Even if you’re a poet like me, with little prospect of earning a living by selling your poems, you still aspire to create work to a professional standard — which means there are plenty of extrinsic motivations to distract you, such as critical reputation and the respect (or otherwise) of your peers.
And if you’re working in a field where people pay a lot of money for creative work — e.g. the movies or fine arts — then it’s all very well being focused on intrinsic motivation when you’re on camera or in the studio, but when you’re sat at the negotiating table you’d better be very focused on extrinsic motivations!
So the challenge for any creative professional is to place your intrinsic and extrinsic motivations into the right mental compartments. When it’s time to create, you open the mental box labelled intrinsic motivation, and keep the other one firmly closed. But when it’s time to negotiate a deal or make a decision about the right career path to take, you’ll need to take a look in both boxes.
The worksheet will give you some help in doing this. The rest of the lesson will help to clarify what I mean by intrinsic and extrinsic motivations, by listing some examples of each, from my book Motivate for Creative People.
Types of intrinsic motivation
One day in the late 1970s, Sony co-founder Akio Morita called a meeting of his chief engineers. On the table in front of him he placed a very small block of wood. He told them that their task was to make a hi-fi no bigger than the block. At the time this was an outrageous challenge — but one that fired the imagination of his engineers and led to the release of the Walkman in 1979. Creative people like nothing more than a challenge — the more difficult, the better.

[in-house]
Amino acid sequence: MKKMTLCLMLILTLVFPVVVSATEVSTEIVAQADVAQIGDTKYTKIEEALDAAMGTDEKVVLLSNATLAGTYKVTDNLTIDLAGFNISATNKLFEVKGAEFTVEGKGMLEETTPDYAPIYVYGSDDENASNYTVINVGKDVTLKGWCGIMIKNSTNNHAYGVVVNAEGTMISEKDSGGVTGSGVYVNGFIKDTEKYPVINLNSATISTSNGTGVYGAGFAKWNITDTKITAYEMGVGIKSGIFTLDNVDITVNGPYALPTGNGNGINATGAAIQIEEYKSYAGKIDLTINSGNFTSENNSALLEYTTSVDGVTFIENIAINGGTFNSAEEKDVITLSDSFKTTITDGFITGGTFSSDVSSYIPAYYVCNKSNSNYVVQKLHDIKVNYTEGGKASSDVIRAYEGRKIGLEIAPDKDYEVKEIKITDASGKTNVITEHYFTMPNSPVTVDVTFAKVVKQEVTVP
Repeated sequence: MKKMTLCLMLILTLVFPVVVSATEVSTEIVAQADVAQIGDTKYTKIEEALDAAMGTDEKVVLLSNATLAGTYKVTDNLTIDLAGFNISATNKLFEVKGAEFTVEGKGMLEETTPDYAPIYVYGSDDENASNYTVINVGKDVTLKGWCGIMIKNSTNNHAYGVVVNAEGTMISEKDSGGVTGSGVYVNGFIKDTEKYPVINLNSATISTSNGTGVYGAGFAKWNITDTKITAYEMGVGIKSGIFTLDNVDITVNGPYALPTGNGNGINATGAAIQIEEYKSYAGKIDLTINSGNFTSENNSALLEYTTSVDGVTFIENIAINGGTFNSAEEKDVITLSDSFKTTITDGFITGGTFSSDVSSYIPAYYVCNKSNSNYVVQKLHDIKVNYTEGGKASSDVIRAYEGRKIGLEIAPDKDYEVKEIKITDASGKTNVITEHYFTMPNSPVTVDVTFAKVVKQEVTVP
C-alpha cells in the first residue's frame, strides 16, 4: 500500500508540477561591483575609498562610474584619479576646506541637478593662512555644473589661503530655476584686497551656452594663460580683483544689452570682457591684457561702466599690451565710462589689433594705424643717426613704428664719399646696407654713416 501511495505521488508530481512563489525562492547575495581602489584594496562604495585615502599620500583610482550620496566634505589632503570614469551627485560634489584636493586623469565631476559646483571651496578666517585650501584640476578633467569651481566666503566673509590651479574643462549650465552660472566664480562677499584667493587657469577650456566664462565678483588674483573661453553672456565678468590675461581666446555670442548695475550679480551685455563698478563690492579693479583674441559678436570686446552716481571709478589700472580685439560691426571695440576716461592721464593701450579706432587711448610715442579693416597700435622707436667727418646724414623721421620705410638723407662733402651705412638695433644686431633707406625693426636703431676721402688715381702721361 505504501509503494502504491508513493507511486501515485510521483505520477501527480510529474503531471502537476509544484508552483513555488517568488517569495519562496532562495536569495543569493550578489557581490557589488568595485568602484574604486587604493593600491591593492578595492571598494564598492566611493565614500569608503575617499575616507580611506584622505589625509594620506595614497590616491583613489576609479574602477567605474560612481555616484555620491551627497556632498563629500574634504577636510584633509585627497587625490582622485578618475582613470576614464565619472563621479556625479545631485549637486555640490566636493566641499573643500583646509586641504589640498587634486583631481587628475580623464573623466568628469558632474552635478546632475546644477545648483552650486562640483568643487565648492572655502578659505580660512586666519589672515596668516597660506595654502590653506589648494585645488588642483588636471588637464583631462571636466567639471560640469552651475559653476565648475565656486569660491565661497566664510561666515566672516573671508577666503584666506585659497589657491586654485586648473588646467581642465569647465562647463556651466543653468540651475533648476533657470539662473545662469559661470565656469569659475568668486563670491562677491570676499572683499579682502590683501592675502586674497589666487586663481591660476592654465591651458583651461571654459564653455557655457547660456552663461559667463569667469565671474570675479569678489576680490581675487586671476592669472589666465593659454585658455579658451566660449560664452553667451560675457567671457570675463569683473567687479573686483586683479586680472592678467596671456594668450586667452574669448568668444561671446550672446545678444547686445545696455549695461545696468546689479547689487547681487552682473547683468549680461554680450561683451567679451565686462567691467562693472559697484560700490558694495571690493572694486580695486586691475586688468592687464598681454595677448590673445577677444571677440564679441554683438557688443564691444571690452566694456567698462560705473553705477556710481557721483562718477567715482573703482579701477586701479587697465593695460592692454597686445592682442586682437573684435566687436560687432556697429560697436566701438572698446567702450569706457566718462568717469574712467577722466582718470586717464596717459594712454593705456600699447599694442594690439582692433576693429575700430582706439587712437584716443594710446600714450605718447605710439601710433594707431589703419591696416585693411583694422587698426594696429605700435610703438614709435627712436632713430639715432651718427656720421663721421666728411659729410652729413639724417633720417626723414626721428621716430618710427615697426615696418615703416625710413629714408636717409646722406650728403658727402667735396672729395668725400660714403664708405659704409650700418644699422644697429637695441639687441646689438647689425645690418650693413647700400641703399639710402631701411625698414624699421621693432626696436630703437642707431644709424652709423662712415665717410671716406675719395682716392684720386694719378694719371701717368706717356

Creatives have a very low boredom threshold. One of the most common complaints among junior creatives is that the senior people take all the interesting work and leave them with the routine stuff. And they’re usually right. In some companies, the opportunity to work on complex, interesting briefs is seen as a right that has to be earned. Inevitably, a certain amount of fairly routine work needs to be done in any company; a common way of persuading people to do is to promise them something more interesting ‘next time’.
Challenge and interest fuel the learning process. A large part of the satisfaction of creative work comes from discovering something you didn’t know before and developing new skills in the process.
In Seth Godin’s book Tribes, he tells the story of being on holiday in Jamaica, unable to sleep and getting up at 4am to check his email in the hotel lobby. As he’s sat there quietly minding his own business, a couple of partygoers roll in from a nightclub. One of them gives him a withering look and hisses ‘in a harsh whisper little quieter than a yell’:
isn’t it sad? That guy comes here on vacation and he’s stuck checking his e-mail. He can’t even enjoy his two weeks off.
And the funny thing is, says Seth, “Other than sleeping, there was nothing I’d rather have been doing at that moment — because I’m lucky enough to have a job where I get to make change happen”.